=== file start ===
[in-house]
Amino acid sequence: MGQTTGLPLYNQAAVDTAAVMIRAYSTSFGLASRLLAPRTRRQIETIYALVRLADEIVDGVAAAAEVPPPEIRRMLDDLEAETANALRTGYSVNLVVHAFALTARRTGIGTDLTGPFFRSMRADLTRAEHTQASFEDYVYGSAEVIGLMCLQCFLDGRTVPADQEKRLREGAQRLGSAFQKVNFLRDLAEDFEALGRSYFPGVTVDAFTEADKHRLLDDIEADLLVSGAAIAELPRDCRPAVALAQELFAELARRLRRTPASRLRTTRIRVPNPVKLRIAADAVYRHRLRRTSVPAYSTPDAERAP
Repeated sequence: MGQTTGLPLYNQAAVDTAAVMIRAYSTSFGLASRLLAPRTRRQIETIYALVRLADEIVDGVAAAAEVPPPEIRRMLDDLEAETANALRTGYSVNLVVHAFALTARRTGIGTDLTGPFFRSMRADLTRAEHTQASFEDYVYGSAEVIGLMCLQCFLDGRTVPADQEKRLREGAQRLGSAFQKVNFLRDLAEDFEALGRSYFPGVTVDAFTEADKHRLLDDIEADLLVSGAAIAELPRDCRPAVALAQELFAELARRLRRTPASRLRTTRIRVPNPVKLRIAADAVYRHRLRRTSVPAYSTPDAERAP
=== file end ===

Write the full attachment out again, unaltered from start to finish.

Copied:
[in-house]
Amino acid sequence: MGQTTGLPLYNQAAVDTAAVMIRAYSTSFGLASRLLAPRTRRQIETIYALVRLADEIVDGVAAAAEVPPPEIRRMLDDLEAETANALRTGYSVNLVVHAFALTARRTGIGTDLTGPFFRSMRADLTRAEHTQASFEDYVYGSAEVIGLMCLQCFLDGRTVPADQEKRLREGAQRLGSAFQKVNFLRDLAEDFEALGRSYFPGVTVDAFTEADKHRLLDDIEADLLVSGAAIAELPRDCRPAVALAQELFAELARRLRRTPASRLRTTRIRVPNPVKLRIAADAVYRHRLRRTSVPAYSTPDAERAP
Repeated sequence: MGQTTGLPLYNQAAVDTAAVMIRAYSTSFGLASRLLAPRTRRQIETIYALVRLADEIVDGVAAAAEVPPPEIRRMLDDLEAETANALRTGYSVNLVVHAFALTARRTGIGTDLTGPFFRSMRADLTRAEHTQASFEDYVYGSAEVIGLMCLQCFLDGRTVPADQEKRLREGAQRLGSAFQKVNFLRDLAEDFEALGRSYFPGVTVDAFTEADKHRLLDDIEADLLVSGAAIAELPRDCRPAVALAQELFAELARRLRRTPASRLRTTRIRVPNPVKLRIAADAVYRHRLRRTSVPAYSTPDAERAP